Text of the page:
An actress in the King’s company, wife of Christopher.


This text was copied from Wikipedia on 16 May 2024 at 3:10AM.

Elizabeth Knepp or Knipp (died 1681) was a British actress, singer, and dancer. The earliest theatrical reference to Knepp is from 1664, as being intended by Thomas Killigrew to play the part of Lusetta in his play Thomaso. This means that she was probably in his troupe, the King's Company, by that time. From 1666 onwards she is recorded as playing many parts, both tragic and comic, including Lady Fidget in William Wycherley's The Country Wife. In 1664, she became the first woman to perform the title role in Jonson's Epicoene. She also occasionally spoke prologues and epilogues, and often danced and sang in or between acts.

Knepp's husband was reputedly "ill-natured" and treated her badly. Samuel Pepys was fascinated by Knepp, and his diary for 1666—68 is full of references to her, including mentions of amorous encounters, and descriptions of how much he enjoyed her flirtatiousness and especially her singing. In the late 1670s she became mistress to the actor Joseph Haines, and died in 1681 giving birth to his stillborn child.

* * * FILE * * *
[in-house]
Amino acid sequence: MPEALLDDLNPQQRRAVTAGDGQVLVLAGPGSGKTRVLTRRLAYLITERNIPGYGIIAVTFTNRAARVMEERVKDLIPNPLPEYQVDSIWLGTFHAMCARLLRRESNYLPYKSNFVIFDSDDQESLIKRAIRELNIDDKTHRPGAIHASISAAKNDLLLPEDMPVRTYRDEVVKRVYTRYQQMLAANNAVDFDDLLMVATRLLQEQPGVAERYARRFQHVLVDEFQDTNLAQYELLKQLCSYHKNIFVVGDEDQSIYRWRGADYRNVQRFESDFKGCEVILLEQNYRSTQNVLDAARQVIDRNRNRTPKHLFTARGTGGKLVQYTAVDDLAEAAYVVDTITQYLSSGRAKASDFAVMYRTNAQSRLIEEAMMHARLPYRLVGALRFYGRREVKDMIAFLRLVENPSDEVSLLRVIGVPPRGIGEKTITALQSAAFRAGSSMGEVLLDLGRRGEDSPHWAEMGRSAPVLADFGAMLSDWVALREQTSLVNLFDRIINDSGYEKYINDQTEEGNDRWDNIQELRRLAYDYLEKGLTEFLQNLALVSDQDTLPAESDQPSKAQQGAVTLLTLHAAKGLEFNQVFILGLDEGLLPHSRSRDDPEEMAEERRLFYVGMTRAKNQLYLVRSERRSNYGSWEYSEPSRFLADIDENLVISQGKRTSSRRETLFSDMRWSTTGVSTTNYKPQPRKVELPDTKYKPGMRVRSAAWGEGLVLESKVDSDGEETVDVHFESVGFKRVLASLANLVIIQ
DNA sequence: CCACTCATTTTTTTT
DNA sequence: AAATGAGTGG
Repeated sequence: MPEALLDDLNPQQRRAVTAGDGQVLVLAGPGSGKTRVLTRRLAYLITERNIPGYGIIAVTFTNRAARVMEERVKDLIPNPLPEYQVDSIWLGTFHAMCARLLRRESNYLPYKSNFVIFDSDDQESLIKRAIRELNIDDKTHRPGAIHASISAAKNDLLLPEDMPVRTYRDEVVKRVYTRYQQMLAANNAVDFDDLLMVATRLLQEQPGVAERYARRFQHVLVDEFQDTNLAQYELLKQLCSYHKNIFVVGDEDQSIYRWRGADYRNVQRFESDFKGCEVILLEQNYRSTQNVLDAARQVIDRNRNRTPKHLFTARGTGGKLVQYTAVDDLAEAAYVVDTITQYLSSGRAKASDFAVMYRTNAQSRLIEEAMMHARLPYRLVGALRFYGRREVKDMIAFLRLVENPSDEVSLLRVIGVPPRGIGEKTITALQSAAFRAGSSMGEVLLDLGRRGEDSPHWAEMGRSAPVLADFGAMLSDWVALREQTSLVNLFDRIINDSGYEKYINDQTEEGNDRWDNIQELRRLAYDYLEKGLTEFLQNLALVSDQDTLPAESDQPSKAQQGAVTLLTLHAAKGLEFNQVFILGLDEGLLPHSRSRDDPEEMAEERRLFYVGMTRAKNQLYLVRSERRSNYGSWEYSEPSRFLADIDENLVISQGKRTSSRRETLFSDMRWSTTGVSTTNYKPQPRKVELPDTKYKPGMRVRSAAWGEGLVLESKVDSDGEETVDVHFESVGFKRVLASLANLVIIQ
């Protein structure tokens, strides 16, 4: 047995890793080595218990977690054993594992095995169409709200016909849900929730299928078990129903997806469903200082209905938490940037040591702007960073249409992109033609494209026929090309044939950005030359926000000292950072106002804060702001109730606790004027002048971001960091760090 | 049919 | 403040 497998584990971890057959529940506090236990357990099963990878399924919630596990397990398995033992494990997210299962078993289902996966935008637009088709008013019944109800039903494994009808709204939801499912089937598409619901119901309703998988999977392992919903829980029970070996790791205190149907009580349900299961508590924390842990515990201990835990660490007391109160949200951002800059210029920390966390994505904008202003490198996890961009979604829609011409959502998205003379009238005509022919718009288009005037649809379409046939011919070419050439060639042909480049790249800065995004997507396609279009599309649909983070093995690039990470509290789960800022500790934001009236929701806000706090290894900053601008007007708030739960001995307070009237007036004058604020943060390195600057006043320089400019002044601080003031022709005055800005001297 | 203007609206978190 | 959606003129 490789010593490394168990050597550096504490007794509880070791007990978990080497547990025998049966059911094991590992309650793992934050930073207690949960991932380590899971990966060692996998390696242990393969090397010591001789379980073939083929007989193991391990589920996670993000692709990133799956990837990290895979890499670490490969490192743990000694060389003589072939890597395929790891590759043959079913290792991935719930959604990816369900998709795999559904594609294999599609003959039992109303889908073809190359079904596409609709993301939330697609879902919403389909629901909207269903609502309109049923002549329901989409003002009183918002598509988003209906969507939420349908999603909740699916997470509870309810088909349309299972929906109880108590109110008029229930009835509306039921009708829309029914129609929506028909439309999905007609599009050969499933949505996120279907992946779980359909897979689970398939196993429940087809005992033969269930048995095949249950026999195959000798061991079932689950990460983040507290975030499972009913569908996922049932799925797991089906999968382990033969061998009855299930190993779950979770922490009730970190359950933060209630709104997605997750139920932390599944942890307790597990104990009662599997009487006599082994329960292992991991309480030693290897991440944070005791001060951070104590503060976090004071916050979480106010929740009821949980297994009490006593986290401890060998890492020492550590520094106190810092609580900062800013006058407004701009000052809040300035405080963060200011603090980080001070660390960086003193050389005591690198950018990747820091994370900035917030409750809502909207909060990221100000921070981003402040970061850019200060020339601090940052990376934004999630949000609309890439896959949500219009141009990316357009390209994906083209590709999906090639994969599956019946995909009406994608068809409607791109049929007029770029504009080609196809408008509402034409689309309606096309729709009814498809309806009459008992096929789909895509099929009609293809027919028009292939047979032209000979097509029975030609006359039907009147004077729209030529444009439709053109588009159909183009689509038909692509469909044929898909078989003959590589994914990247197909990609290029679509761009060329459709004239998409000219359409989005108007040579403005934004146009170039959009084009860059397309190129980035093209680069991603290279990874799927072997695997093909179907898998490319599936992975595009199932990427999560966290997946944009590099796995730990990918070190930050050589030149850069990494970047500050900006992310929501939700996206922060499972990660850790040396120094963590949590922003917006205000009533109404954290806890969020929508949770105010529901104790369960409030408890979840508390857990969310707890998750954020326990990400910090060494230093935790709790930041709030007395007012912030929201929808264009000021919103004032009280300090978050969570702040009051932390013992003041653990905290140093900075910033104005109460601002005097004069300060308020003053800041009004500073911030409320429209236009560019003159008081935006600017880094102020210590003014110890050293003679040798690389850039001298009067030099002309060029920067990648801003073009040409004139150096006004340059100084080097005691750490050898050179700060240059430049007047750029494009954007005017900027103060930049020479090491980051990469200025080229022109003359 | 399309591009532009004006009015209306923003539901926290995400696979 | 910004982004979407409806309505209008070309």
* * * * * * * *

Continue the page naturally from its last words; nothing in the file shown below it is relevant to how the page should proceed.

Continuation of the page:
• Highfill, Philip Jr, Burnim, Kalman A., and Langhans, Edward (1973–93). Biographical Dictionary of Actors, Actresses, Musicians, Dancers, Managers and Other Stage Personnel in London, 1660–1800. 16 volumes. Carbondale, Illinois: Southern Illinois University Press.

1 Annotation

First Reading

Michael Robinson  •  Link

Per L&M Companion:

Actress, singer and dancer in the King's Company 1664-?78; a friend of Elizabeth Pearse and of Pepys (who dubbed her Bab Allen after one of her songs). She was born Elizabeth Carpenter and married Christopher Knepp (whom Pepys calls a 'jockey' i.e. a horse dealer) at Knightsbridge in 1659. In 1668 she was twice arrested at the Lord Chamberlain's charge for misdemeanors at the Theater Royal.
[She created the role of Lady Fidget, spokeswoman for "the virtuous gang" of secretly sex-hungry town wives, in Wycherley's 'The Country Wife' at Drury Lane in 1675. MR]


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Chart showing the number of references in each month of the diary’s entries.






  • Jan
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  • Mar